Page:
For years, lawmakers, counties and attorneys have grappled with the issue of adequate public defense in the state of Idaho.
But this week, they started talking about a solution.
On Tuesday, the Public Defense Reform Interim Committee discussed the first draft of legislation that aims to reform indigent defense in the state. There are still plenty of details to hammer out before presenting a final bill to the full legislature in the 2016 session, but expect the debate to focus on two things: Funding and the state’s ability to enforce standards.
Adding an edge to the urgency: The American Civil Liberties Union of Idaho’s lawsuit charging that Idaho’s public defense system is unconstitutional based on public defender workload, lack of statewide standards for public defenders, and, in some counties, nowhere for attorneys to consult clients in private.
The draft proposal would establish requirements for indigent defense attorneys, mandatory continuing legal education, workload controls, and funding mechanisms that split the cost between the state and counties. It would also allow for oversight from the statewide Public Defense Commission and review by county commissioners.
During the meeting, committee members took issue with almost every new section of the draft bill, though all agreed that changes to public defense in Idaho are necessary.
But much of the discussion focused on cost-sharing between the counties and the state, with the proposal suggesting the state pay for up to 15 percent of a county’s public defense costs, and how much oversight and enforcement power the Public Defense Commission should have.
Committee co-chair Christy Perry, R-Nampa, noted that a handful of counties have already told lawmakers that they will not comply with new standards — an argument for more robust enforcement standards, said Rep. Janet Trujillo, R-Idaho Falls.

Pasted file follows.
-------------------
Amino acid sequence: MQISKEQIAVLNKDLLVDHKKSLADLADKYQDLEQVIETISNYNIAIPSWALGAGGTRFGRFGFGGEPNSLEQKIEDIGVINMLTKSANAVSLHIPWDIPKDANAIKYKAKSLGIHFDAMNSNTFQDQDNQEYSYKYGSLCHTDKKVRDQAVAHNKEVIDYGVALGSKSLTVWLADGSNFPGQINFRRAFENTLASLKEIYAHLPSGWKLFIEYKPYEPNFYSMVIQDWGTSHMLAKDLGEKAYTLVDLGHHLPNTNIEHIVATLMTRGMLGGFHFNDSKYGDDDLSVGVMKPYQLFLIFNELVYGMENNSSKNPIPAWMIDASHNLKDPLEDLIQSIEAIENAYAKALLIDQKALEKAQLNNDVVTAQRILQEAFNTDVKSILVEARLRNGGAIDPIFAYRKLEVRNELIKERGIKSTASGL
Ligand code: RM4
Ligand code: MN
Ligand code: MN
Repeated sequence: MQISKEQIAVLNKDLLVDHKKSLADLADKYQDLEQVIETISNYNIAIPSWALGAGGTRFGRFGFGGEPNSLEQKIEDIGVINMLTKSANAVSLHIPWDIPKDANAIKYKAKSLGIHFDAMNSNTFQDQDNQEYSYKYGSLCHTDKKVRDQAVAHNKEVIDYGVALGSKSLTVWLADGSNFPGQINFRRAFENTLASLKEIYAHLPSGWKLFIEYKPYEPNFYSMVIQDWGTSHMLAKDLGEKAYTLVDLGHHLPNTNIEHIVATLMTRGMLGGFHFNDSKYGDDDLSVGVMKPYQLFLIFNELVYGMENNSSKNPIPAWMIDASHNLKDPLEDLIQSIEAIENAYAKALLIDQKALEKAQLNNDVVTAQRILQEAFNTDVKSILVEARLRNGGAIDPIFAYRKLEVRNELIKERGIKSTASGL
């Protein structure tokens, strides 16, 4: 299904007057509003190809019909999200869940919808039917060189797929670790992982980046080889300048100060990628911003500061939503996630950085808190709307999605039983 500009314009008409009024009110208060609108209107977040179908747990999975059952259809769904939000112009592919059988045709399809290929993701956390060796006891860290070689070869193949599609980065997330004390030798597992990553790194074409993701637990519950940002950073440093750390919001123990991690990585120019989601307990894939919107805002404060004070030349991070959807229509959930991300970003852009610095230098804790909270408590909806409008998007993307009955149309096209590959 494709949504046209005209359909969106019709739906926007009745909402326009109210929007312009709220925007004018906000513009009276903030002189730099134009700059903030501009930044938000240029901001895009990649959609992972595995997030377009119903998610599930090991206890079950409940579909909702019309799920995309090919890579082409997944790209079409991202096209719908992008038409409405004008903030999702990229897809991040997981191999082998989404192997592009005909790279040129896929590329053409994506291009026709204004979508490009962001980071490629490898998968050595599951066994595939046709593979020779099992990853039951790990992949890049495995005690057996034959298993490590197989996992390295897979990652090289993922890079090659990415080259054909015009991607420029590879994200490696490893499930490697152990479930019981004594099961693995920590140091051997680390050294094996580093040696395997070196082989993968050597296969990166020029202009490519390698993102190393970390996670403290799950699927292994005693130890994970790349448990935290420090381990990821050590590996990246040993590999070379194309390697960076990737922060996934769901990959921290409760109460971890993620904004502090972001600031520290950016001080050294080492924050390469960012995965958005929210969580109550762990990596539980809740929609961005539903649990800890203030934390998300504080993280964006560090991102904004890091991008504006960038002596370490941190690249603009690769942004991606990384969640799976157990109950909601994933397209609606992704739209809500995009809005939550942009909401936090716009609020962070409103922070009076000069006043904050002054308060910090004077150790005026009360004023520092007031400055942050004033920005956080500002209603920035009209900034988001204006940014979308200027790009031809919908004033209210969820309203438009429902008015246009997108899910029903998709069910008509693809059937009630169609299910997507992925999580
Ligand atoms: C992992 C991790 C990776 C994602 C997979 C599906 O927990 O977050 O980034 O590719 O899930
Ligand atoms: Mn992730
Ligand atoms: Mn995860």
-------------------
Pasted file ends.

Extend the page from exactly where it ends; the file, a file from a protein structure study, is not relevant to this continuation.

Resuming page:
“We need them to step up. We need to say they are going to comply because that’s a constitutional right,” Trujillo said.
State Appellate Public Defender Sara B. Thomas agreed. She pointed out the existing public defense commission does have standards, but no ability to enforce them.
“We can promulgate any standard that you want, but if you don’t give us the ability to enforce it….. you may as well put it in the burn pile,” Thomas said.
Sen. Jim Guthrie, R-McCammon, expressed concerns about punishing counties that don’t, or can’t, conform.
“My point has been…. if you make the hill so steep that little counties in particular can’t climb it, they’re going to opt out,” Guthrie said.
All 10 members of the commission live in southern Idaho, and nearly all represent Ada, Canyon and Bonneville Counties, all of which have robust public defense systems. Just Guthrie lives outside those population centers.
But he brought up concerns that other rural lawmakers might have.
“I think if we don’t take the teeth out of this, it’s not going to pass the Legislature,” Guthrie said.
Perry noted that most stakeholders haven’t had much time to review the proposal, and their input will likely change the discussion even more.
“We expect them to come in December and address some of these issues,” Perry said.
Over the next month, lawmakers will suggest more changes to the draft legislation, and will receive suggestions from stakeholders. The next meeting is scheduled for Dec. 14.
“I would really encourage you guys to look at not what’s easy, not what can be done, but what will honestly make this system better,” Thomas said.
This week, Idaho Reports is taking an in-depth look at public defense reform efforts. Tune in at 8 pm Friday on Idaho Public Television, or watch online at idahoptv.org.